Playing With Food at Abstract Table

The Friday and Saturday dinner pop-up at The Gastropig promises elevated presentation and flavors at an affordable price, but results vary from course to course.

Three shrimp-scallop dumplings sat on my plate like tropical islands, surrounded by a serene ocean of blue dashi.

It was a fitting second course for Abstract Table’s current seven-course dinner series, Atolls, which centers around the theme of islands both in its visual presentation and choice of ingredients. Abstract Table’s attention to presentation is only natural considering that the Japanese and Scandinavian-influenced permanent dinner pop-up was founded by chefs Andrew Greene and Duncan Kwitkor, who actually received their formal training in the visual arts — painting, to be precise — rather than the culinary arts.

With courses like the shrimp-scallop dumplings, Abstract Table upholds the promise of an artistically plated and thematically unified tasting menu. But does it deliver on presentation and execution throughout the meal? And most importantly, is it worth it?

Abstract Table consists of Greene and Kwitkor, along with chef Dennis Imazumi and pastry chef Melanie Cates. The chefs create five- and seven-course themed tasting menus, which change every few months and are affordable as far as tasting menus go. When I visited, it took 2½ hours to finish all seven courses, and the courses came out a bit too slowly in the beginning. The ambience is industrial-chic, at best — after all, you’re in a space that serves as a fast-casual restaurant by day, complete with hard metal chairs and Mason jars for your wine. The knowledgeable service, along with paintings from San Francisco artist Peter Warren that were specifically commissioned for each tasting menu, added a little upscale flair to the experience.

The current Atolls menu was inspired by Greene and Kwitkor’s love for the ocean, with a nod toward issues of sustainability. The chefs are also mindful about sourcing. Though it’s not written on the menu, they use sustainable seafood and local ingredients when possible.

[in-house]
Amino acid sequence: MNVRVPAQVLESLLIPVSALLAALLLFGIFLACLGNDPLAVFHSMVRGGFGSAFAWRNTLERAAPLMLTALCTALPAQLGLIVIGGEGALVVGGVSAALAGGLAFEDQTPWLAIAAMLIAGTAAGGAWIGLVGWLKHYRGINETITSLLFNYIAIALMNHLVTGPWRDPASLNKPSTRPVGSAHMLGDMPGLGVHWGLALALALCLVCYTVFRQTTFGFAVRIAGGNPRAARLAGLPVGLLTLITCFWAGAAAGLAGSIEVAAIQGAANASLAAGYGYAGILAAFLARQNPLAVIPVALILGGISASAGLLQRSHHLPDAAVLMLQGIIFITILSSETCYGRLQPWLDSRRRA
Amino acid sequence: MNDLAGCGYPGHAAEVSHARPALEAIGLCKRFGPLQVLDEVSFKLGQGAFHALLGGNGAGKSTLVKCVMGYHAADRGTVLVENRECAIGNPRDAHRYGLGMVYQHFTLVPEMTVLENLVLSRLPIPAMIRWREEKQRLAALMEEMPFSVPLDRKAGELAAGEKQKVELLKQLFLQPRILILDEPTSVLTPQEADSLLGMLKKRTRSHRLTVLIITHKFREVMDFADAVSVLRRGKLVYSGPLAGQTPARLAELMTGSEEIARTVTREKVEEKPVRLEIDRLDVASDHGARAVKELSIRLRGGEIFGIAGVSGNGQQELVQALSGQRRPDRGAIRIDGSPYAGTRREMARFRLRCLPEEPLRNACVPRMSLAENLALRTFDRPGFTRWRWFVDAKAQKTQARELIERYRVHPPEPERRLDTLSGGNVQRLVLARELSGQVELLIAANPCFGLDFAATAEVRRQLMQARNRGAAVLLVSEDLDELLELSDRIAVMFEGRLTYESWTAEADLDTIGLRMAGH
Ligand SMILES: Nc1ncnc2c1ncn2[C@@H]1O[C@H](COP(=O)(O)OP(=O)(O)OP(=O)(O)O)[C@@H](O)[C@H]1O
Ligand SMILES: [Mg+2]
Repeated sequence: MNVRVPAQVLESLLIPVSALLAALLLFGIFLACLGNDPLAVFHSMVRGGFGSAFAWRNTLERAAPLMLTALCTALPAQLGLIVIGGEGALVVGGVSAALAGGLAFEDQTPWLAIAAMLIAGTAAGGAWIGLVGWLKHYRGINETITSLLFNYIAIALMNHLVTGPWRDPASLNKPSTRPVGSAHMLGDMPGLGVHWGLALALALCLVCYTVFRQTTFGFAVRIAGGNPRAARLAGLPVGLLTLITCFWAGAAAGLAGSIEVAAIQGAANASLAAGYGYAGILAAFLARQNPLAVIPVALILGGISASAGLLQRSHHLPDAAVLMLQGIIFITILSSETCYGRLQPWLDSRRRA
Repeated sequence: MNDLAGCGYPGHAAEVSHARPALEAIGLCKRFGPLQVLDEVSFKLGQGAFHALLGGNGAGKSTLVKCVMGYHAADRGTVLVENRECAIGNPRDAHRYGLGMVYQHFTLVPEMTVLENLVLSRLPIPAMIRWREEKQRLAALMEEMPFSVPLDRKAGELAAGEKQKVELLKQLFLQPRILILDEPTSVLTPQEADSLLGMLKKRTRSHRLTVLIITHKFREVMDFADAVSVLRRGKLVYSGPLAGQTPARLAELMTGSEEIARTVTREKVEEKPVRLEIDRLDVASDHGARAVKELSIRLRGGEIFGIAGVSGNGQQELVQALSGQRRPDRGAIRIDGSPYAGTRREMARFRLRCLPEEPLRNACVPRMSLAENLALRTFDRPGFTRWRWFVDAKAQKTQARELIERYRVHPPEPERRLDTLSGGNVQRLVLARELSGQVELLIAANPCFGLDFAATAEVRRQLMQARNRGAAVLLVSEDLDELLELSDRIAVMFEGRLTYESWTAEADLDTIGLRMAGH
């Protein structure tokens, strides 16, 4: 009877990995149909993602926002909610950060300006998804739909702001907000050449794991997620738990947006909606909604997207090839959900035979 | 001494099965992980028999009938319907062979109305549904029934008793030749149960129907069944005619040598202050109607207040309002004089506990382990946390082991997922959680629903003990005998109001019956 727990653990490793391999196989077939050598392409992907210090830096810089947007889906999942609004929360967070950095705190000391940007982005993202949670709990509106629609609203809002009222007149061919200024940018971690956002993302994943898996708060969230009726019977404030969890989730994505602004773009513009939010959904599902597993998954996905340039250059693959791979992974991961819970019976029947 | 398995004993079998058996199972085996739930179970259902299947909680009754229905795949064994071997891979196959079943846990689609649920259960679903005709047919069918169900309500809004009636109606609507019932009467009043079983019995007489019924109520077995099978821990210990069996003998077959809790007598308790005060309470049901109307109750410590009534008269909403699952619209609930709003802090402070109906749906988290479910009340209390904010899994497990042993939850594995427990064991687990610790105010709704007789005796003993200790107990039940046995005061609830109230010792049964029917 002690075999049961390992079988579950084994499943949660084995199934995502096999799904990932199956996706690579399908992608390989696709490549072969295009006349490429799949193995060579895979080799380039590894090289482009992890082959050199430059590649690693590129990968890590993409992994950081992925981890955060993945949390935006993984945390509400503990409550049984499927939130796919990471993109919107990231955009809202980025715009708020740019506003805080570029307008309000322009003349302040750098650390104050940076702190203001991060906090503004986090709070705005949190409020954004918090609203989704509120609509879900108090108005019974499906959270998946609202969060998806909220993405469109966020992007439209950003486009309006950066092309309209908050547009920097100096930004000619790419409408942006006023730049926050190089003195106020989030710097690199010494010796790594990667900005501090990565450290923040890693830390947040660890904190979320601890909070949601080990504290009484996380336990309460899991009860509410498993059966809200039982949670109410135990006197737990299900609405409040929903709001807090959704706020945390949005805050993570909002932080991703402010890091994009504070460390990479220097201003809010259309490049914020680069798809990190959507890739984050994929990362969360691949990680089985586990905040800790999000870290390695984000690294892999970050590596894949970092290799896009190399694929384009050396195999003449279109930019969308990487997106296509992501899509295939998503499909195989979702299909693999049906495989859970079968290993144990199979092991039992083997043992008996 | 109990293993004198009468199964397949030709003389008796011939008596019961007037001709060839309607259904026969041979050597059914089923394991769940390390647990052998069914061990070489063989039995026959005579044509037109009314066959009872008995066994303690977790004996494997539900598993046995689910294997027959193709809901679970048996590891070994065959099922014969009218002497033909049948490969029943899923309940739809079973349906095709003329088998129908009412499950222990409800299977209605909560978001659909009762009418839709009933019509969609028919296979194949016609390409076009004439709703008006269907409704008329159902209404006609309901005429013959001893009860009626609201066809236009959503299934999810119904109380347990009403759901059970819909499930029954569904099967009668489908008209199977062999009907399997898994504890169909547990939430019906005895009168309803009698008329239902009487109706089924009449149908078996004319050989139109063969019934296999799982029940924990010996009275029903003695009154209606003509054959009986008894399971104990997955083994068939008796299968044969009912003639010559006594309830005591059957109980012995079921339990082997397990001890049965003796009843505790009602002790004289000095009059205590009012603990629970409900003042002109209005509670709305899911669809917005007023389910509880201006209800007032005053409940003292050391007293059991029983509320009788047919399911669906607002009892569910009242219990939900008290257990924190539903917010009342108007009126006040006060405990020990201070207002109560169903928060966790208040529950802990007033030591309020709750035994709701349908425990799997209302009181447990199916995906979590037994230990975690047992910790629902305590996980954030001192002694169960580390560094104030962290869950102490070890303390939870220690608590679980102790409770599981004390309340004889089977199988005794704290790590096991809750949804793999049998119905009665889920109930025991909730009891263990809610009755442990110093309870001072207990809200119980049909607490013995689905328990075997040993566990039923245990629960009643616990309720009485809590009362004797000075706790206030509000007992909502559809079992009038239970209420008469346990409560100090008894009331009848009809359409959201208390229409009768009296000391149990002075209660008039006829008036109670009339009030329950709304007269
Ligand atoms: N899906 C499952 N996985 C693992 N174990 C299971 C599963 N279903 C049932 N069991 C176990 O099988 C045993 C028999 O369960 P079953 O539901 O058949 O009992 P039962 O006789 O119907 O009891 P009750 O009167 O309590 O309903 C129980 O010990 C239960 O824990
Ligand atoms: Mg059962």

The first course was a Hog Island oyster served on lava rocks atop a wooden board, with diced raw scallops and mango in a citrus marinade reminiscent of ceviche. Topped with a confetti-like assortment of spirally green leeks, charred orange habanero peppers, and edible purple flowers, it was like a visual invitation to get the dinner party started. But the marinade lacked the citrusy zing necessary to wake up the flavors of the ingredients.

The three shrimp-scallop dumpling “islands” each came topped with avocado powder and kelp “caviar,” which added visual interest as well as a chance for the chefs to show off molecular gastronomy techniques. The dish cleverly tied into the island theme, particularly with the dashi dyed blue by steeping it with butterfly pea flowers. The dumplings highlighted the natural sweetness of the shrimp, while the kelp caviar had the same satisfying pop as the real thing.

But the overall exe­cution of the dish was flawed. The dumplings arrived lukewarm, and the shallow pool of cold dashi didn’t help — I wish the dashi had been served warm instead.